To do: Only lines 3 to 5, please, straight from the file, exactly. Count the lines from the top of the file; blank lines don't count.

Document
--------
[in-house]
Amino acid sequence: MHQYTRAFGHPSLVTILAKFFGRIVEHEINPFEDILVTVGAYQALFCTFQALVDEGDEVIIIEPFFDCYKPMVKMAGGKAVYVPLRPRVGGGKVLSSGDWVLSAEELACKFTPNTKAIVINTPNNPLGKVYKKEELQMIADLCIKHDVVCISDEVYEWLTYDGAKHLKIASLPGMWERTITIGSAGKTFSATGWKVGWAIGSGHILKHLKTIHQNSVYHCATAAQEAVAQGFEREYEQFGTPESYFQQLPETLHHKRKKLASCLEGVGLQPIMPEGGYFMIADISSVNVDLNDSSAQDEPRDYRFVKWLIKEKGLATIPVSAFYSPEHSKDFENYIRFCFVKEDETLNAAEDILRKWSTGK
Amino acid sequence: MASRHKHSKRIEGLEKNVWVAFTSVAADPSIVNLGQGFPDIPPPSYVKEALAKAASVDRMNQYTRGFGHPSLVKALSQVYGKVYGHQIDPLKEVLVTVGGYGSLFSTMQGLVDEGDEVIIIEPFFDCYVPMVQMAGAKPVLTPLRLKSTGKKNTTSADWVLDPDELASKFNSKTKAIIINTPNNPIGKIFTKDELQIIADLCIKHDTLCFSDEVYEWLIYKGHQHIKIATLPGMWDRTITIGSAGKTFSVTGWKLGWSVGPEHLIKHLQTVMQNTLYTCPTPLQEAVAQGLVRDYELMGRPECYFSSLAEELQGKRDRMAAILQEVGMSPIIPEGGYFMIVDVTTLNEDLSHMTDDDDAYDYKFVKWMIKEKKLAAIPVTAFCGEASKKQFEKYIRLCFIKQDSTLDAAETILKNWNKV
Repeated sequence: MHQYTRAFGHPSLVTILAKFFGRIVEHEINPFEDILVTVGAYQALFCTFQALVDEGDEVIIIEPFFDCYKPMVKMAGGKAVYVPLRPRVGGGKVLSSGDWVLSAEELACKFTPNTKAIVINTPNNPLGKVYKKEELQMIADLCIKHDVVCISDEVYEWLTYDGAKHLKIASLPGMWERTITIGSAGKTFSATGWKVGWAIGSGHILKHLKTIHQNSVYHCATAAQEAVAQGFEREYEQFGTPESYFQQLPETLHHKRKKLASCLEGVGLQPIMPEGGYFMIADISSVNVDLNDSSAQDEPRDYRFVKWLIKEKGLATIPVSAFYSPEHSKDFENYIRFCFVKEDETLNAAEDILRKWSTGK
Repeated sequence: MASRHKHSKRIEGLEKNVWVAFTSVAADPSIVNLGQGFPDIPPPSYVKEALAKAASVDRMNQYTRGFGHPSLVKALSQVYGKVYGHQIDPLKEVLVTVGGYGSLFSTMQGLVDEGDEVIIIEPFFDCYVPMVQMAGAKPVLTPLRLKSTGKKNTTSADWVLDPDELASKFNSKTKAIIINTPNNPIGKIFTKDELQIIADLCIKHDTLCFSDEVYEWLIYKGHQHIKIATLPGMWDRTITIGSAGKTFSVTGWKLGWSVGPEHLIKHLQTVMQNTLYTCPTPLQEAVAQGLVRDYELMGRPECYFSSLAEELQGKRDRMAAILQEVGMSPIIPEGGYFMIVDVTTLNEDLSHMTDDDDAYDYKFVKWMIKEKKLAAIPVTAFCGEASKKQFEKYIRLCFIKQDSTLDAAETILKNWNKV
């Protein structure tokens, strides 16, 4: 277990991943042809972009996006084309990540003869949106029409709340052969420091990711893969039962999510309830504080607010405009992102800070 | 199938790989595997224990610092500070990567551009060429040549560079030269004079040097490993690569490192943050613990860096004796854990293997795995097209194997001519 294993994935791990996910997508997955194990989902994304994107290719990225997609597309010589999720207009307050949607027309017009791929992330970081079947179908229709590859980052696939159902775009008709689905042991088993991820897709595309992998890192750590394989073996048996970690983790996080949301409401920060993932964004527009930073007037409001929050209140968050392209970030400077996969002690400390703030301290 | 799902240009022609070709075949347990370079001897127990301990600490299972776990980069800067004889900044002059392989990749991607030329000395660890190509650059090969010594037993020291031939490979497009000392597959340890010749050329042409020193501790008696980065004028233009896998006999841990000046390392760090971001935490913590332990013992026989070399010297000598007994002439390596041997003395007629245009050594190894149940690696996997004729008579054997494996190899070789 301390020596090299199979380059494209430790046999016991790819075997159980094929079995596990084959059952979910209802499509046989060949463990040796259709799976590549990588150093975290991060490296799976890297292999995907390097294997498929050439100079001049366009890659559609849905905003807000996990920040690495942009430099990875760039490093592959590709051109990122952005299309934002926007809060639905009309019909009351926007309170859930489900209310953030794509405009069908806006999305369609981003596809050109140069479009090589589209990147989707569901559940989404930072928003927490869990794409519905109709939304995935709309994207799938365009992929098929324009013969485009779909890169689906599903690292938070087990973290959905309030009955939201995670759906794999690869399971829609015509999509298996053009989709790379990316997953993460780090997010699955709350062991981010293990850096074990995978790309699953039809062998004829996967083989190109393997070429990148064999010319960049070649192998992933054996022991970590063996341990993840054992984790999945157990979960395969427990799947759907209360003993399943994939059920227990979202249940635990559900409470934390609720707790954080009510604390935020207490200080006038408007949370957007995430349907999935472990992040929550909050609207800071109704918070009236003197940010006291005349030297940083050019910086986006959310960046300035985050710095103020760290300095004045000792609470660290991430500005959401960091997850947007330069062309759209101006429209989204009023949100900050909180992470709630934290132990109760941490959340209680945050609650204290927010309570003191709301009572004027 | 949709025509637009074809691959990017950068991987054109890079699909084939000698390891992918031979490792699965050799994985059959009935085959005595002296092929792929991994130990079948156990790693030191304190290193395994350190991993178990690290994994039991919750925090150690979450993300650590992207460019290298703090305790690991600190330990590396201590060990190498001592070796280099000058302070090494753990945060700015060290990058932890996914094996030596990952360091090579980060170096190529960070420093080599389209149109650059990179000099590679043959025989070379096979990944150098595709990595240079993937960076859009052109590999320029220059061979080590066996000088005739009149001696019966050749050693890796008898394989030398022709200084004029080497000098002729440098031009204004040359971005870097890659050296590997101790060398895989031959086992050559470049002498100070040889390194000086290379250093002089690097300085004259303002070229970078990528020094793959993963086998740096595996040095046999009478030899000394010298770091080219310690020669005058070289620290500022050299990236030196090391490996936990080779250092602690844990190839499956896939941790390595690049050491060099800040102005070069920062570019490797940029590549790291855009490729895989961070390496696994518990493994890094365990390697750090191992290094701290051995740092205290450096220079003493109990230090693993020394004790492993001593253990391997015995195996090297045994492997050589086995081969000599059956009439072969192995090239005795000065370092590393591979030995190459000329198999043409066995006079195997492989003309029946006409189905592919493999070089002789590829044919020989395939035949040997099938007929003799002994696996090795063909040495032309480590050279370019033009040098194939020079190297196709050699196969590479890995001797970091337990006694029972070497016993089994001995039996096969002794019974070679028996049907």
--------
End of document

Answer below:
Amino acid sequence: MASRHKHSKRIEGLEKNVWVAFTSVAADPSIVNLGQGFPDIPPPSYVKEALAKAASVDRMNQYTRGFGHPSLVKALSQVYGKVYGHQIDPLKEVLVTVGGYGSLFSTMQGLVDEGDEVIIIEPFFDCYVPMVQMAGAKPVLTPLRLKSTGKKNTTSADWVLDPDELASKFNSKTKAIIINTPNNPIGKIFTKDELQIIADLCIKHDTLCFSDEVYEWLIYKGHQHIKIATLPGMWDRTITIGSAGKTFSVTGWKLGWSVGPEHLIKHLQTVMQNTLYTCPTPLQEAVAQGLVRDYELMGRPECYFSSLAEELQGKRDRMAAILQEVGMSPIIPEGGYFMIVDVTTLNEDLSHMTDDDDAYDYKFVKWMIKEKKLAAIPVTAFCGEASKKQFEKYIRLCFIKQDSTLDAAETILKNWNKV
Repeated sequence: MHQYTRAFGHPSLVTILAKFFGRIVEHEINPFEDILVTVGAYQALFCTFQALVDEGDEVIIIEPFFDCYKPMVKMAGGKAVYVPLRPRVGGGKVLSSGDWVLSAEELACKFTPNTKAIVINTPNNPLGKVYKKEELQMIADLCIKHDVVCISDEVYEWLTYDGAKHLKIASLPGMWERTITIGSAGKTFSATGWKVGWAIGSGHILKHLKTIHQNSVYHCATAAQEAVAQGFEREYEQFGTPESYFQQLPETLHHKRKKLASCLEGVGLQPIMPEGGYFMIADISSVNVDLNDSSAQDEPRDYRFVKWLIKEKGLATIPVSAFYSPEHSKDFENYIRFCFVKEDETLNAAEDILRKWSTGK
Repeated sequence: MASRHKHSKRIEGLEKNVWVAFTSVAADPSIVNLGQGFPDIPPPSYVKEALAKAASVDRMNQYTRGFGHPSLVKALSQVYGKVYGHQIDPLKEVLVTVGGYGSLFSTMQGLVDEGDEVIIIEPFFDCYVPMVQMAGAKPVLTPLRLKSTGKKNTTSADWVLDPDELASKFNSKTKAIIINTPNNPIGKIFTKDELQIIADLCIKHDTLCFSDEVYEWLIYKGHQHIKIATLPGMWDRTITIGSAGKTFSVTGWKLGWSVGPEHLIKHLQTVMQNTLYTCPTPLQEAVAQGLVRDYELMGRPECYFSSLAEELQGKRDRMAAILQEVGMSPIIPEGGYFMIVDVTTLNEDLSHMTDDDDAYDYKFVKWMIKEKKLAAIPVTAFCGEASKKQFEKYIRLCFIKQDSTLDAAETILKNWNKV